10. Georgia’s presentation of its coronavirus data is again under scrutiny, with a viral tweet pointing out how the color-coding of a government map has evolved. At the beginning of the month, for instance, a county needed at least 5,959 coronavirus cases to be colored red in the state’s map of the outbreak. Now, a county needs at least 9,597 — with the result that no other county has newly joined the four that have been colored red since July 1, even as the state’s cases have jumped by more than 37 percent in that period.

  11. Kemp wouldn’t recuse from counting votes for his own election. This jiggery-pokery should be expected. The real question is: what else? Have “pneumonia” death gone up a la Florida? Not entirely happy at the time to move out of GA, but now glad I did.

  12. Trump in an interview with Fox said that public health experts and the World Health Organization “got a lot wrong” in the early days of the pandemic, including a theory that the virus would abate as the weather warmed, and then reiterated his earlier claim, unsupported by science, that the virus would suddenly cease one day. “It’s going to disappear and I’ll be right,” Mr. Trump said. “Because I’ve been right probably more than anybody else.”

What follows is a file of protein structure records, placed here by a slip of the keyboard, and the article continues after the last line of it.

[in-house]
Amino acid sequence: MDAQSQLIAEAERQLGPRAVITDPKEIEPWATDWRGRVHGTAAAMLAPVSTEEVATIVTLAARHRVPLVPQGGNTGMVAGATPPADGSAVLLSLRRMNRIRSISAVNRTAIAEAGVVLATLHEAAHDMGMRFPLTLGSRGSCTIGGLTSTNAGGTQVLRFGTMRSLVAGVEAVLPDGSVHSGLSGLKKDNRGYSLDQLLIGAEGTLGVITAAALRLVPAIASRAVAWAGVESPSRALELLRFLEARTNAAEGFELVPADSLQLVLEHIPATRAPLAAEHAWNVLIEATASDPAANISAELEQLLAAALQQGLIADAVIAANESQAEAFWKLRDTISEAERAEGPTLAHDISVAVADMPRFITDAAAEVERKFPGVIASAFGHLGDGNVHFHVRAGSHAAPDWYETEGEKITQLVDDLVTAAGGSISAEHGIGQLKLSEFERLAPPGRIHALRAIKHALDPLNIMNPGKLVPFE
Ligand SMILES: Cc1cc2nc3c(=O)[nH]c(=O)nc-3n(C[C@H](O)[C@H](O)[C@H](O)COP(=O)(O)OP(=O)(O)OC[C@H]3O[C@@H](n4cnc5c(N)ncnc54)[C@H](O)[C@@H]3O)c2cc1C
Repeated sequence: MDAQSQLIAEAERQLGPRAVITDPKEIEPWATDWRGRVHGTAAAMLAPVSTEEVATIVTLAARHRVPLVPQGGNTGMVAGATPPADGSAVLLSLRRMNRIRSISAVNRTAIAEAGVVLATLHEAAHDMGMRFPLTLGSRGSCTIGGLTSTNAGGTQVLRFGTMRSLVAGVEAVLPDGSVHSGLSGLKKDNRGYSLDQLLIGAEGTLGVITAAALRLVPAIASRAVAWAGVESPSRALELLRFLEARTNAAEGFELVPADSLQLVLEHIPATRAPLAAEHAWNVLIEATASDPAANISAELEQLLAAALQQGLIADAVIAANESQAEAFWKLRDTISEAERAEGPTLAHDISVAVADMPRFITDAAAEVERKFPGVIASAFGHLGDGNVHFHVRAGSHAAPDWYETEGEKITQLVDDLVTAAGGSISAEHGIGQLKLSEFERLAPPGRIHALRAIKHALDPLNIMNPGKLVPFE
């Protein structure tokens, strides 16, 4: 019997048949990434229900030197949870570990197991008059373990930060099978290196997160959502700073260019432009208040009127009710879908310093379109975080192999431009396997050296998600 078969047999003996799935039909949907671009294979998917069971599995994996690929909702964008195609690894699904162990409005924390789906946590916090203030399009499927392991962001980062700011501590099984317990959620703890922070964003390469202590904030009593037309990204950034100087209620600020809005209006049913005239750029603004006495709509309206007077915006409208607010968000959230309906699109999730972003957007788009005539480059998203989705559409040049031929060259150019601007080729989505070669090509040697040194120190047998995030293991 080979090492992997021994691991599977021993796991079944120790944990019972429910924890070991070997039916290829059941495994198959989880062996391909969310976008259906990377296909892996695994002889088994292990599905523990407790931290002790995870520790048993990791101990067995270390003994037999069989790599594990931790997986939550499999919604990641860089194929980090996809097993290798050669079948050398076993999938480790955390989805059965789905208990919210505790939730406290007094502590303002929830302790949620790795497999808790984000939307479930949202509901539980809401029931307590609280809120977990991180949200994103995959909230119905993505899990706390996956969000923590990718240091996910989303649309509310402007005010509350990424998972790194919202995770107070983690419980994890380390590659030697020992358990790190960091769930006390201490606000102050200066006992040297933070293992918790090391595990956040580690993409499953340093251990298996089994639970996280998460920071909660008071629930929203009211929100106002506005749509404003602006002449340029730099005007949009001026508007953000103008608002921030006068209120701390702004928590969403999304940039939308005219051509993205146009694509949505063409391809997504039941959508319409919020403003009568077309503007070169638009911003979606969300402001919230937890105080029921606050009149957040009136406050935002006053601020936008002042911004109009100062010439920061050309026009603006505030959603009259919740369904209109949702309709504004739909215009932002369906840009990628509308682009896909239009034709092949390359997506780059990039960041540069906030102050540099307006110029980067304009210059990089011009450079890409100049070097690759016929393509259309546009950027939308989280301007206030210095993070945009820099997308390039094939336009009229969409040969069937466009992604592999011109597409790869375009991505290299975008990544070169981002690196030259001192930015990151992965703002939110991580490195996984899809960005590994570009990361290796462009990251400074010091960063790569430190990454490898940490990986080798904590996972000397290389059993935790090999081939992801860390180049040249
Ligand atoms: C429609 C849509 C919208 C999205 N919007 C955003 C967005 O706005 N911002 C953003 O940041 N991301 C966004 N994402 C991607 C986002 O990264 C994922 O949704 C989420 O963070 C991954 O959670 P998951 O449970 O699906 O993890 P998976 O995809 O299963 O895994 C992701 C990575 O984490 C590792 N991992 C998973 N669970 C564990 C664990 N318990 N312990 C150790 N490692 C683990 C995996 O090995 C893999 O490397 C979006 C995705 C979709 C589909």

13. “The US # of hospitalizations declined slightly for a 2nd straight day after 20 consecutive days of increases. The fraction of positive tests also declined for the 2nd day in a row. Those facts are not a bright light at the end of the tunnel, but may be a sunbeam poking thru the darkness.”

    Y’know what, Scoops? The latter grasping at straws over minutiae is a bit like those daily “explanations” of why the stock market did whatever it did today. If these clues do portend an end to our moment of darkness, we’ll see that light clear as day someday soon. If not, then we’ll have been just flapping our jaws like turkeys gobble, over flat out nuthin.

  14. The thing about Louisiana is the spike in April was New Orleans, now New Orleans is sorta ok but the rest of the state is a shitshow

  15. “In all major advanced economies the pace of recovery has flattened as some countries approach their pre-crisis levels of activity, according to Bloomberg Economics’ daily gauges. Within that overarching trend, the gap between leading euro-area countries and the lagging U.K., U.S. and Canada has widened in the past week. Sweden, which has followed a different containment strategy, has further lost ground, and in Japan, the recovery appears to be stalling.”

  16. Over 1000 deaths today…Trump says things will probably get worse before they get better. Time for Brobonk to tell the world what a genius Trump is…

  17. At this point, it’s difficult to imagine how this Administration could’ve handled the situation any more poorly. This has been a masterclass in incompetence.

    The biggest winner in all of this is George W. Bush — he’s gone from a legacy of being a completely incompetent buffoon to practically being a shining example of a statesman compared to this unprecedented train wreck.